I’m a 33-year-old mother of two beautiful boys, Damien, who is 7-years-old, and 11-year-old Azriel. I’ve been a part of the gothic subculture since high school. I love the music, the art, and the style of dress. I don’t get to go out to the clubs like I use to, but I’m more than content with my life as a mom. We enjoy our little dark haven here in Kane, Pennsylvania, and I wouldn’t trade it for a date with Rozz Williams himself.
My question deals with the backlash I’ve received because of how I choose to dress my two boys, and the constant pressure from the local school system to conform.
Apparently, many people in the district feel that it’s inappropriate for 11-year-olds to wear mesh shirts, black eyeliner and lipstick. Teachers claim it’s a distraction to the other students, but I’m always seeing Elementary school kids dressed in what their parents think is cute, why shouldn’t I be able to do the same? Worse still, one of my closest friends recently told me that it was “tacky” to “force my subculture on my kids”. As if! They love their little black clothes! They don’t want to have “swag” or be preppies. Each of my boys tell me that they embrace the darker side of life, and don’t want to change to conform to societies norms.
So my question is, what are these people’s problems? Is it average bigotry, jealousy, fear of the unknown? I just can’t wrap my head around it!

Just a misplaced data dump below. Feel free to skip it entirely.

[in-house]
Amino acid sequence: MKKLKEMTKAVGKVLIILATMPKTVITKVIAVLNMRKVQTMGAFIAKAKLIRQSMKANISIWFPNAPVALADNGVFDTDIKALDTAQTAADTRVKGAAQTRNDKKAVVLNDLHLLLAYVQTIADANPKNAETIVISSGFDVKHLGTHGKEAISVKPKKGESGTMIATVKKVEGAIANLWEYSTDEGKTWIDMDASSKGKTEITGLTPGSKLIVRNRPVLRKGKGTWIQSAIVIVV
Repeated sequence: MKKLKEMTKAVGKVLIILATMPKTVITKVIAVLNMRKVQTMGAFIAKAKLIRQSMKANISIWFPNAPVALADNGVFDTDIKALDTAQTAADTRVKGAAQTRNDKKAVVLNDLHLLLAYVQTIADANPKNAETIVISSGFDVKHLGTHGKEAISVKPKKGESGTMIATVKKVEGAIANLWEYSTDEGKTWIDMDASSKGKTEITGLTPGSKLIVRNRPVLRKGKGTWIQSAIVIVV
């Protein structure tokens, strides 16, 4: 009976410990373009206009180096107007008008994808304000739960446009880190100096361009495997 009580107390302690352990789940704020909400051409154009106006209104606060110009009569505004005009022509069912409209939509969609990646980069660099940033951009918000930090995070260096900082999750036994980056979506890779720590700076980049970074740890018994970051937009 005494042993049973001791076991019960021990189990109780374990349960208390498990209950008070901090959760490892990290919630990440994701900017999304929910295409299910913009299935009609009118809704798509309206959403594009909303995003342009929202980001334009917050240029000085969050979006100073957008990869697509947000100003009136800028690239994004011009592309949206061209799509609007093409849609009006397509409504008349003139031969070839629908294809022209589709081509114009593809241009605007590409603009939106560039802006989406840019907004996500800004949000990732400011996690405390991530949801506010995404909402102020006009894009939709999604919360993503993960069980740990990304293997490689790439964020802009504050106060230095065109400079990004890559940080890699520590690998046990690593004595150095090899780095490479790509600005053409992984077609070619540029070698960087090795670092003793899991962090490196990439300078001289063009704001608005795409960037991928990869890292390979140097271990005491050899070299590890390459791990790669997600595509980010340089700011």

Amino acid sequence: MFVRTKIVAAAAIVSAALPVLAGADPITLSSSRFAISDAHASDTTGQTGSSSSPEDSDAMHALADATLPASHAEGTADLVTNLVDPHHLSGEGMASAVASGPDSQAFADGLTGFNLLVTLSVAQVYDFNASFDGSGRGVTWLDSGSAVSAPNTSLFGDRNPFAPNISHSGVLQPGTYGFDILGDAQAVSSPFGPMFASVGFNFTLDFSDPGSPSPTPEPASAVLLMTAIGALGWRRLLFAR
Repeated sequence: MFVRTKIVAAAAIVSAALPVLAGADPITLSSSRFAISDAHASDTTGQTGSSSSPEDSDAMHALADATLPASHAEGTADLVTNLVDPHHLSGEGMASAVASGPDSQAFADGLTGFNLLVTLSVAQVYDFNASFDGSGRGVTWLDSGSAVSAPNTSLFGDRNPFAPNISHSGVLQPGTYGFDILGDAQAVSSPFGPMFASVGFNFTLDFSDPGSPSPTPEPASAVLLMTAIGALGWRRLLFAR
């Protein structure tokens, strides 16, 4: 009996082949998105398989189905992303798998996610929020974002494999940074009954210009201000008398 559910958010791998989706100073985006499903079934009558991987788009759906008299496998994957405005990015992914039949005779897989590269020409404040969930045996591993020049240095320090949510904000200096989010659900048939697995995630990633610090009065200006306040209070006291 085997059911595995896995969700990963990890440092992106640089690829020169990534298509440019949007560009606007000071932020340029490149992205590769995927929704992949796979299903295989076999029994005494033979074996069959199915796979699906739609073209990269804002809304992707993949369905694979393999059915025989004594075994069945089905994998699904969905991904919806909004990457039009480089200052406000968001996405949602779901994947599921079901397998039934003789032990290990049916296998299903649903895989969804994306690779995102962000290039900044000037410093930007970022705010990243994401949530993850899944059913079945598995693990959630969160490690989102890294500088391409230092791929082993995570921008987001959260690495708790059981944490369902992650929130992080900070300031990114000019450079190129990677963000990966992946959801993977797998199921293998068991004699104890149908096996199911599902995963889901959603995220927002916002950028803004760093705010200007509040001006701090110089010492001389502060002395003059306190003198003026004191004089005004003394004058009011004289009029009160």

Thanks for your time,
Hello, Sasha, and thank you so much for writing me! I see that you are definitely in quite the pickle!
Allow me to be frank with you, as I feel your situation is far more dire than it may initially seem. Whenever you have several individuals, many of them upstanding members of society, informing you of a parental faux pas, I think it’s your obligation as a mother to at least consider what is being said. Unfortunately, I do not believe you’re taking an open-minded approach to the constructive criticism of your peers.
Sasha, what you are doing is child abuse. Pure and simple. Sure, it doesn’t leave visible wounds, but the psychological damage your actions are creating will last a life time. I’m sure you’re not intentionally harming your children, and are an otherwise great mother, but the sad fact of the matter is, you’re causing them irreparable harm. By forcing an anti-social style of dress onto your kids, you’re essentially setting them up for failure. You may think it’s cute, but when you send your children into the chaotic and merciless fray of public schools dressed in what is essentially a target for bullies, you immediately alienate them from their classmates. You’re basically begging the other children to bully Damion and Azriel. Which brings me to another point: do you really feel that those names are appropriate for a child? What happened to names like Bill, and Thomas? Why not let them enjoy their childhood free of a selfishly imposed stigma which brands them as a freak or outcast.
I should also note while I’m on the subject, a teacher’s job is already difficult enough, and having children disrupting class with their outrageous, vaguely satanic appearance does the educators no favors.
Please, let your kids be kids. How you choose to dress is up to you, if you want to look like you’re attending a glam rock funeral, that’s your prerogative. But your kids shouldn’t have to face endless embarrassment and ridicule because of their parent’s inability to empathize.
All the best to you and your kids,
Jane M. Agni (2015, June 21)
Originally Published On National Report